Monday, October 3, 2022

The Town That Dreaded Sundown

Not a bad way to start the most spectacular, wonderful, sublime time of the year.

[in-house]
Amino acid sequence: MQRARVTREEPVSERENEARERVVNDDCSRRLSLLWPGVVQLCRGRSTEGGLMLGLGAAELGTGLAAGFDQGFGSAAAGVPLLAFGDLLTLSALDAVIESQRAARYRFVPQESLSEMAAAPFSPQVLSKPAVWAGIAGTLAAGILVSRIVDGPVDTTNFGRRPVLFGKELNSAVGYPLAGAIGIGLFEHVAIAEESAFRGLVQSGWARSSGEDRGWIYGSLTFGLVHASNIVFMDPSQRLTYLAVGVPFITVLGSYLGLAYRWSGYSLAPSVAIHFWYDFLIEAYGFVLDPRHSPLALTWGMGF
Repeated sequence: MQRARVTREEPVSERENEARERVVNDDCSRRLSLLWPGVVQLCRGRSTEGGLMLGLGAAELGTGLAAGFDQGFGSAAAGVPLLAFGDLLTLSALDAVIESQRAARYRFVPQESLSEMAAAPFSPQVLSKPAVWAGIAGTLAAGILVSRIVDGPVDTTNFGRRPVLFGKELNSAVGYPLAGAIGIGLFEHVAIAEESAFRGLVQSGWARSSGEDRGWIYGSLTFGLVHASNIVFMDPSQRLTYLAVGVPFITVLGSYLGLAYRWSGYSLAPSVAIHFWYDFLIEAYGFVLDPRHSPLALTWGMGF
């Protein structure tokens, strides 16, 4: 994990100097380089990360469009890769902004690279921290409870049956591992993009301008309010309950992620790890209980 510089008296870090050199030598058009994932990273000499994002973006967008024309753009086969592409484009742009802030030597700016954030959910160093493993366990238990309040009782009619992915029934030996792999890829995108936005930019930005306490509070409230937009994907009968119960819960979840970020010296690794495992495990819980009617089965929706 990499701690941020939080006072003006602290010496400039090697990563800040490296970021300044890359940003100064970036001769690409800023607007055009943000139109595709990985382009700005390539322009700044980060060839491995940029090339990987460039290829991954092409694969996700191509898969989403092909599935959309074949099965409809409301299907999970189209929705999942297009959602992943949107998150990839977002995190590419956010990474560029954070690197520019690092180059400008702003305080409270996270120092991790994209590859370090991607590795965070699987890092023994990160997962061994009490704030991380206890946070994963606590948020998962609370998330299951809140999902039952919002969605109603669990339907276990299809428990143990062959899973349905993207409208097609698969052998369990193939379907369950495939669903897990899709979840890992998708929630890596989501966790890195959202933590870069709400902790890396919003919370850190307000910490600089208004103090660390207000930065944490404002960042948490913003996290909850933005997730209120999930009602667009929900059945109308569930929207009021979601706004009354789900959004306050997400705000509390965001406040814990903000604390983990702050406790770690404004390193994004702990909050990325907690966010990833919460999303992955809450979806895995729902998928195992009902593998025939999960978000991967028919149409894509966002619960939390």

My second review for a Charles B. Pierce film, and I gotta say I liked it a good fair bit but it was certainly not even slightly what I thought the film was going to be. I fully expected a proto-slasher film set in the early 1970s but what we get is more or less a biopic on the real life Phantom Killer crimes set in Texarkana after the end of World War 2. The production isn't that pure documentary style Charles Pierce used in The Legend Of Boggy Creek, the closest we get to that is his narration and some brief recycled footage from Boggy Creek at the tail end. So the story involves the police force of Texarkana Arkansas and a Texas Ranger trying to hunt down a serial killer that targets young couples in lovers lane locales. And the killer is not Jason Voorhees in Friday The 13th Part 2, just uncannily similar in design and strangely has that Michael Myers mask breathing down 2 years before Halloween. The movie definitely has it's roots firmly dug into Arkansas' small town and isolated homesteads scenery which works well for the movie and setting an ominous mood for the townsfolk. I found the thriller horror aspect adequately effective, I mean concept alone is scary enough but there were times in the middle of a chase with zero musical score that I did feel apprehensive and the heart quickened a notch and yes it did actually shock me with the violence a bit. Far from ultra graphic but just seeing someone get executed two shots in the back of the head or a touch of blood spraying on a wall really wowed me, you just don't expect to see that from a early 70s film, horror or not. So I appreciate that. The film tries for comedic moments and while they don't all work the film succeeds far far more than the comedy touches in Last House On The Left which were pretty much faceplantingly unnecessary from the word go, I can live without that but it doesn't negatively strike against the film. Which is interesting because two cops we follow, one almost has an Andy Griffith vibe to him while the other is a bumbling dummy much like Barney Pfeiffer, odd comparison and showing my dilapidated age but it did strike me as that. Of course we have our director also narrate and he just has such a warm, interesting, lovely voice and it would have been a treat to be in conversation with the man, but everytime he pops up I hang on every word. I believe I got a restoration copy of the film, originally it was shot on 35mm film which is pretty impressive and the movie looks damn good because of it, and it's all free on the YouTubes so check it out if you haven't already. I found it to be a simple but decent southern fried horror film, and I give it 3 stars, 7.5/10, and next time we got even more creepy masks and bloodshed to behold.

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